California law protects survivors of domestic violence, sexual assault, and/or stalking in many different ways. Of note, the following is a list of protections that are enforceable only if the complaint is filed within one year of the date of violation.
If you are a victim of intimate partner violence and/or stalking, your employer cannot fire you or discriminate against you:
- for taking time off from work to ensure safety: “to obtain or attempt to obtain relief to help ensure his or her health, safety, or welfare, or that of his or her child(ren)” Labor Code section 230 (c)
- for your status as a victim of domestic violence, sexual assault, and/or stalking, “if the victim provides notice to the employer of the status or the employer has actual knowledge of the status” Labor Code section 230 (e)
- for taking time off to seek medical attention: if you work for an employer with 25 or more employees: “to obtain services from a domestic violence program or psychological counseling, or to participate in safety planning” Labor Code section 230.1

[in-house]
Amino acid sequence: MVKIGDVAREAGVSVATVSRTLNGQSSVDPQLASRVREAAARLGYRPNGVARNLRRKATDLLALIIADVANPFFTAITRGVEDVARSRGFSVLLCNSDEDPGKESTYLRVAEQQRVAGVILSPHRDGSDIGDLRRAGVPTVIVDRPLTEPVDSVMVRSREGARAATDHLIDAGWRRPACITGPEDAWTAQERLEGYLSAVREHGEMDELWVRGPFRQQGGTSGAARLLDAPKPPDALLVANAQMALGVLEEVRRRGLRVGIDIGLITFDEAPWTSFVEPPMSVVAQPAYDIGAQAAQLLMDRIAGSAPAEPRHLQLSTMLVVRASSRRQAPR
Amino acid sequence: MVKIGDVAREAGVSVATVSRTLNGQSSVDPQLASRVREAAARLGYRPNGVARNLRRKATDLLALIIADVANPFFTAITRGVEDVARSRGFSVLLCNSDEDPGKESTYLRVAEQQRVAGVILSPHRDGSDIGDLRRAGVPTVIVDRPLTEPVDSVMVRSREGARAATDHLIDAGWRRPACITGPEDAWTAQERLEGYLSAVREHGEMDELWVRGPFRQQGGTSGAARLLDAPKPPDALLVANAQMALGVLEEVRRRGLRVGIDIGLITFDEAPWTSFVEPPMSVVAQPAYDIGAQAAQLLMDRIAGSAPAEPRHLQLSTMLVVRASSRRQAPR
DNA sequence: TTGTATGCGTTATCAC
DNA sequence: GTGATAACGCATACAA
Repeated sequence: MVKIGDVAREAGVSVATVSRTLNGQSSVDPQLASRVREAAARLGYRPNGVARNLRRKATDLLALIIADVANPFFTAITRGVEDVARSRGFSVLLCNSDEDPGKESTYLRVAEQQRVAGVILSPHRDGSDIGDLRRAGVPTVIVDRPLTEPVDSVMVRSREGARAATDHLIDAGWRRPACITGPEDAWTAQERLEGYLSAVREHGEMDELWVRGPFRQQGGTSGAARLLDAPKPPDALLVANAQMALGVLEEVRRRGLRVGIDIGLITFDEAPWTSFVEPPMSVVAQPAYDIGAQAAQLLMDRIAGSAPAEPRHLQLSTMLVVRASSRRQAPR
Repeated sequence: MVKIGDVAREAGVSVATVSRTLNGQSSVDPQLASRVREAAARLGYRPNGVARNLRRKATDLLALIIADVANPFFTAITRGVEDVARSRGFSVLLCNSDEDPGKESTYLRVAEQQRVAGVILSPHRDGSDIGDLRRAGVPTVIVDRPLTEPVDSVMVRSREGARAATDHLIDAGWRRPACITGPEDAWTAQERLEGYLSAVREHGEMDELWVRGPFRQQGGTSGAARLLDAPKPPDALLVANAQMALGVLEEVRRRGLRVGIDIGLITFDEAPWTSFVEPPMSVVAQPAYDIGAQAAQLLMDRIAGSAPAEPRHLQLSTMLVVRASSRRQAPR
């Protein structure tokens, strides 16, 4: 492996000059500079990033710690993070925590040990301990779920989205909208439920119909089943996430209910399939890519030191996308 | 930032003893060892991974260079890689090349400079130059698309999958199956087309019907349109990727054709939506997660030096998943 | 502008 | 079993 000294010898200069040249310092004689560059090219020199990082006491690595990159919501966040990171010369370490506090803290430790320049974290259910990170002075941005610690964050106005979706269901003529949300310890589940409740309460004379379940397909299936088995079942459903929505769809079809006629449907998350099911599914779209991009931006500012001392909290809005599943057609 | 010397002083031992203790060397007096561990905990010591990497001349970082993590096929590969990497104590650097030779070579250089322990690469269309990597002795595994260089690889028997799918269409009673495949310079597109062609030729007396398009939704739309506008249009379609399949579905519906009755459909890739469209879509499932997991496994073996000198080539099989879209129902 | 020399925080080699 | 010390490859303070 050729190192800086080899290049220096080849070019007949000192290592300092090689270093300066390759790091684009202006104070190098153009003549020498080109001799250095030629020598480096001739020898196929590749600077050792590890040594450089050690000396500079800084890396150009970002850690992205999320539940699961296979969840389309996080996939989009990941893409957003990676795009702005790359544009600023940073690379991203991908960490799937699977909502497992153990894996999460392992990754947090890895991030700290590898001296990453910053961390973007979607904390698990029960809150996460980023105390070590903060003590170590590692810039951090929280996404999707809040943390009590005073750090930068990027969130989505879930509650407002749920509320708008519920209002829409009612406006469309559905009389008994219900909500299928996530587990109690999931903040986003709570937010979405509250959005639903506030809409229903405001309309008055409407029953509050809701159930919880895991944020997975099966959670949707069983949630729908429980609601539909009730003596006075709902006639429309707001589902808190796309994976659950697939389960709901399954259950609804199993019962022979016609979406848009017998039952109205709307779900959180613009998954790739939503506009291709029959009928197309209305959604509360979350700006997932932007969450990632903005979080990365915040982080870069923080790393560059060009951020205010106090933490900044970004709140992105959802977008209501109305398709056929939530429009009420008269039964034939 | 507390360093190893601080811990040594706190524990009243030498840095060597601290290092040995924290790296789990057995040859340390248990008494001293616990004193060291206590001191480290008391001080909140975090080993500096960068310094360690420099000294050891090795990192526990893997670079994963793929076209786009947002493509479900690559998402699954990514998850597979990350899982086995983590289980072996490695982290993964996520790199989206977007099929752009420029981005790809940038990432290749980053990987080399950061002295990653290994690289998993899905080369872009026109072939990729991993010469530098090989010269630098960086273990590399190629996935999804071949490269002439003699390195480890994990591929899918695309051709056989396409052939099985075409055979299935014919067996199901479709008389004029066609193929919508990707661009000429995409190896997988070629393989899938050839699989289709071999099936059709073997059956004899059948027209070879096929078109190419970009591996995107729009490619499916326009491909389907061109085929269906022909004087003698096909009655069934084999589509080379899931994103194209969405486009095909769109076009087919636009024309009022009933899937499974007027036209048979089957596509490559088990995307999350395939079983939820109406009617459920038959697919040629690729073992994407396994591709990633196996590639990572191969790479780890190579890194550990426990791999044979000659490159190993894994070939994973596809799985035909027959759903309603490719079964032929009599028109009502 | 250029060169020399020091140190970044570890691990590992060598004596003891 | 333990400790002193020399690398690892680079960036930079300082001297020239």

Also, you have the right to feel safe while at work: “An employer of any size shall provide reasonable accommodations for a victim of domestic violence, sexual assault, and/or stalking who requests an accommodation for the safety of the victim while at work” Labor Code Section 230 (f).
If you have questions about your rights as a survivor of intimate partner violence or you’d like to know about your options, please call our toll free hotline, 24 hours a day: 888-385-4657.
By CCS Staff Lindsay Riedel, Education & Outreach Manager